In Saurashtra Kutch Stock Exchange Ltd.’s case (supra), the Division Bench of the Gujarat High Court was dealing with a writ petition conferred under articles 226 and 227 of the Constitution of India. In the said case, the assail was to the order passed by the Tribunal under section 254(2) of the Income Tax Act, 1961, whereby the Tribunal had recalled the earlier order. [It should be noted that Section 254(2) of the Income Tax Act, 1961 also enables the ITAT in a manner similar to Section 420(2) of the Companies Act, 2013, to rectify any mistake apparent from the record]. The Division Bench dealt with the contention canvassed by the revenue that the Tribunal cannot obliterate its earlier findings/reasonings/order and the original order cannot be wiped out and came to hold as follows:

  1. The Tribunal has power to rectify a mistake apparent from the record on its own motion or on an application by a party under section 254(2) of the Act.
  2. An order on appeal would consist of an order made under section 254(1) or it could be an order made under sub-section (1) as amended by an order under section 254(2).
  3. The power of rectification is to be exercised to remove an error or correct a mistake and not for disturbing finality, the fundamental principle being that power of rectification is for justice and fair play.
  4. That power of rectification can be exercised even if a mistake is committed by the Tribunal or even if a mistake has occurred at the instance of party to appeal.
  5. A mistake apparent from record should be self-evident, should not be debatable issue, but the test might break down, because judicial opinions differ, and what is a mistake apparent from the record cannot be defined precisely and must be left to be determined judicially on the facts of each case.
  6. Non-consideration of judgment of the jurisdictional High Court would always constitute a mistake apparent from the record, regardless of the judgment being rendered prior to or subsequent to the order proposed to be rectified.
  7. After the mistake is corrected, consequential order must follow, and the Tribunal has power to pass all necessary consequential order.

On the basis of the said conclusions, the writ Court affirmed the order of recall passed by the Tribunal. The Supreme Court also upheld the decision of the High Court.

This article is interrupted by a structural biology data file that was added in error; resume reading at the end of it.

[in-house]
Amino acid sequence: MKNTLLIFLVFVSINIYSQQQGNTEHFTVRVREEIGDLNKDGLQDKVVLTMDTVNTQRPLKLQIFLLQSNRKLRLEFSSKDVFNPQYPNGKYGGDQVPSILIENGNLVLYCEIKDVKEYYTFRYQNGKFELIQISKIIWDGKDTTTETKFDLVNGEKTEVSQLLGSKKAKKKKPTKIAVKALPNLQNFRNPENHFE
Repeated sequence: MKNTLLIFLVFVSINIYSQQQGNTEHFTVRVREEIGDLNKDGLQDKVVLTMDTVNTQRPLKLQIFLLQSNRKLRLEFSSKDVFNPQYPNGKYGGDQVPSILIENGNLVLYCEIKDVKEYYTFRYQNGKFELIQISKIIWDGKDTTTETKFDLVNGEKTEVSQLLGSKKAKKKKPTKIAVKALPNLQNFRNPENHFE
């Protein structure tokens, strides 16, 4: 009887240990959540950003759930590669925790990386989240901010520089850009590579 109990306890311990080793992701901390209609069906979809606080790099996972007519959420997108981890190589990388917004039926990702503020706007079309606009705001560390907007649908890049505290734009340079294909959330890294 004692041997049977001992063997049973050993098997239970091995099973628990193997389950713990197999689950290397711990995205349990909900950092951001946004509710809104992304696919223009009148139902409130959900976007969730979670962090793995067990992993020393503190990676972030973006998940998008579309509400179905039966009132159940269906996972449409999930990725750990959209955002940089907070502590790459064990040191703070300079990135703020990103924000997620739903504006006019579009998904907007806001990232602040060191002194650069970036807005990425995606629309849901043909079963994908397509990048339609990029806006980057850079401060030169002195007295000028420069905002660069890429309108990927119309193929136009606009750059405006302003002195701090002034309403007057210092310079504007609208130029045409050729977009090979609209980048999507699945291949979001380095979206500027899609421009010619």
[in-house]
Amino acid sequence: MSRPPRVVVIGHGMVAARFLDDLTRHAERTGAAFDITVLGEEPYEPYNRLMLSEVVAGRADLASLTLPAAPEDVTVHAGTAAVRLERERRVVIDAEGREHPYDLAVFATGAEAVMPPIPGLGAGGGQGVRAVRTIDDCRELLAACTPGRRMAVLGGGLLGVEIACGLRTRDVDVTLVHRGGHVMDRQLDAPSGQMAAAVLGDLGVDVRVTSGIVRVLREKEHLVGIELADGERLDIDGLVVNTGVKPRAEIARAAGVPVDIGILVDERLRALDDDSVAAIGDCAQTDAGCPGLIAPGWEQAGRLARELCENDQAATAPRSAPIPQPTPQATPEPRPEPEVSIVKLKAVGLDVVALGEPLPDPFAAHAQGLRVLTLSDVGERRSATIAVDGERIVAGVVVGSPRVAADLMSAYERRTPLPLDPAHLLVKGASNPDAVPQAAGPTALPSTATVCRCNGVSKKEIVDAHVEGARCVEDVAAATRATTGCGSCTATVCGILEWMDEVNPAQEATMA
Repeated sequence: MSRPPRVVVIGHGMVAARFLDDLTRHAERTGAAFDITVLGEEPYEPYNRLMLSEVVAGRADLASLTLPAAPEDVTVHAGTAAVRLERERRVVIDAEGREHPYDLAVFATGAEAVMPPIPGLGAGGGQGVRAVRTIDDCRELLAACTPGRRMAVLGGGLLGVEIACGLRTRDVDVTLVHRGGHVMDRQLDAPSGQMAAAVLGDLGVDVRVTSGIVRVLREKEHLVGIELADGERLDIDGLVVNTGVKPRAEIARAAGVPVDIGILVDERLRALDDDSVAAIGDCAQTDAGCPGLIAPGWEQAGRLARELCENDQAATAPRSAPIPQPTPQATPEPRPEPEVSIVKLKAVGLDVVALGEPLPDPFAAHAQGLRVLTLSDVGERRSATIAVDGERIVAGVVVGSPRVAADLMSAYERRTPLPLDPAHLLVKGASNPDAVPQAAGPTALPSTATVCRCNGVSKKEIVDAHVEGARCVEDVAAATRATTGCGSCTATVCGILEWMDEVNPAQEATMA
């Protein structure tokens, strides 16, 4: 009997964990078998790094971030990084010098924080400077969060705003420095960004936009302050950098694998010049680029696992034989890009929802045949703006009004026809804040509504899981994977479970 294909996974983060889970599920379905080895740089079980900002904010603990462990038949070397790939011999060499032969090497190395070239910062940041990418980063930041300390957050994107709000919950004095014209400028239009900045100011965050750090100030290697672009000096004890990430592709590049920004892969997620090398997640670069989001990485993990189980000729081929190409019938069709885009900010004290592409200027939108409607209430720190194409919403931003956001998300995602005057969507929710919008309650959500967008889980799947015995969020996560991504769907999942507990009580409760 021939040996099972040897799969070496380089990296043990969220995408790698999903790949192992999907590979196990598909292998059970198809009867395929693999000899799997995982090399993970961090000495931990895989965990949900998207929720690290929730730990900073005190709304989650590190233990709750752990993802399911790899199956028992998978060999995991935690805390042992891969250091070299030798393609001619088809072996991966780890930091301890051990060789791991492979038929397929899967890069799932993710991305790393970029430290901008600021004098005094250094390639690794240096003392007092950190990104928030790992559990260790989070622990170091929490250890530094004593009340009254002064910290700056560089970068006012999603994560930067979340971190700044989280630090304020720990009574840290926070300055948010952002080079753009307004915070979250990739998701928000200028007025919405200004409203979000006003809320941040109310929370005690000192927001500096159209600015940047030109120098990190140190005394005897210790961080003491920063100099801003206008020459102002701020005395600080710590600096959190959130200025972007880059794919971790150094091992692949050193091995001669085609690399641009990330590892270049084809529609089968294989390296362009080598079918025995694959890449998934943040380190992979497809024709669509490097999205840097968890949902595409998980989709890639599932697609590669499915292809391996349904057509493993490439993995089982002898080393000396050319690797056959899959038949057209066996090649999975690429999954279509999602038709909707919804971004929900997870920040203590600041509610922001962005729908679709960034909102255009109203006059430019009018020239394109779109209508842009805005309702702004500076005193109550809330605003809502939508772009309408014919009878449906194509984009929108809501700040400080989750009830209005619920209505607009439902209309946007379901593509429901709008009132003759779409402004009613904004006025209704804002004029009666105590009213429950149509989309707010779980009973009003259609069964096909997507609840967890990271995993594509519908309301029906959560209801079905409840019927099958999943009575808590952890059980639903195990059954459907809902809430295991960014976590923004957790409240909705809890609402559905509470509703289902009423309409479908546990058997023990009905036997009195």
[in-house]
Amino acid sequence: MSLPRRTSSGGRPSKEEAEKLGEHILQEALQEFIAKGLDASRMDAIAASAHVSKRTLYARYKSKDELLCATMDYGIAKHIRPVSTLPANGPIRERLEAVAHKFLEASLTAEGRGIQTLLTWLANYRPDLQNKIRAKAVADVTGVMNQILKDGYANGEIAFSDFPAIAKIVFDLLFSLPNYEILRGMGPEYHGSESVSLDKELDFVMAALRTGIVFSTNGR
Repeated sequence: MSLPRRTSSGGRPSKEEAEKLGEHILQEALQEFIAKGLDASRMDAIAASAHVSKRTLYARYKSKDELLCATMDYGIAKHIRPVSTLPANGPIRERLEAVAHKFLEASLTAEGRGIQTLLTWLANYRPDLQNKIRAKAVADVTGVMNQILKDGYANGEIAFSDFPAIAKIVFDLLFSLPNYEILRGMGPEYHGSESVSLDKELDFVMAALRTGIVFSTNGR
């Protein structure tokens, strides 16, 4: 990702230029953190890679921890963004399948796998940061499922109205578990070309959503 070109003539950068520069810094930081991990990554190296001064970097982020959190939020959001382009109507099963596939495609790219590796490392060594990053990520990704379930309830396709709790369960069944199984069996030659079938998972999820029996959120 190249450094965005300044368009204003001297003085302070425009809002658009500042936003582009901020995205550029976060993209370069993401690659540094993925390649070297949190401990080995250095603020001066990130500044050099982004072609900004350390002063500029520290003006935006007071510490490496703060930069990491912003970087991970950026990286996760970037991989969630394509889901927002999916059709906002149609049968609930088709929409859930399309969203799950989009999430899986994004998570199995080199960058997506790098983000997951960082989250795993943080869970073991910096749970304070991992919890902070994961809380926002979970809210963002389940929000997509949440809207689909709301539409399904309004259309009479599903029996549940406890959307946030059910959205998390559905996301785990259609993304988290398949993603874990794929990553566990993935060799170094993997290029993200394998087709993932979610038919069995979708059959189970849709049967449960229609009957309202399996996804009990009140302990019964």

In S. Nagaraj v. State of Karnataka [1993] Suppl 4 SCC 595, the Supreme Court held that justice is a virtue which transcends all barriers. Neither the rules of procedure nor technicalities of law can stand its way. The order could not be prejudicial to any one. Rule of share decisis is adhered for consistency, but it not as inflexible in Administrative Law as in Public Law. Even the law bends before justice. Entire concept of writ jurisdiction exercised by the higher Courts is founded on equity and fairness. If the Court finds that the order was passed under a mistake and it would not have exercised the jurisdiction but for the erroneous assumption which in fact did not exist and its perpetration shall result in miscarriage of justice, then it cannot on any principle be precluded from rectifying error. Difference lies in the nature of mistake and scope of rectification, depending on if it is of fact or law. But the root from which power flows is the anxiety to avoid injustice. It is either statutory or inherent. The latter is available where the mistake is of the Court. In Administrative Law, the scope is still wider. Technicalities apart, if the Court is satisfied of the injustice, then it is constitutional and legal obligation to set it right by recalling its order.

Can NCLT rectify the mistake on suo motu basis: The provisions contained in section 420(2) of the Companies Act, 2013 can be dissected in the following limbs:

  • The Tribunal may,
  • at any time within two years from the date of the order,
  • with a view to rectifying any mistake apparent from the record,

(i). amend any order passed by it,

(ii). and shall make such amendment, if the mistake is brought to its notice by the parties

The word “may” suggests that the provision confers a discretionary power on the tribunal in the matter of rectifying what it may find to be a mistake in its order.

In Sree Ayyanar Spinning & Weaving Mills Ltd. v. CIT [2008] 301 ITR 434/171 Taxman 498 (SC)(adapted), it was held that under first part of the provision, the tribunal is empowered to suo motu rectify any mistakes apparent on record any time within tw0 years from the date of its original order. Under the second part, either the taxpayer or the department may file an application highlighting the mistake apparent on record. In light of the provision, the Apex Court held that the appellate tribunal took time beyond the stipulated period even though the application was filed well within the period. Thus, in the event the applicant has filed the application within the stipulated period of two years from the date of original order, it is binding for the appellate tribunal to decide the matter on the basis of merits and not on the ground of limitation.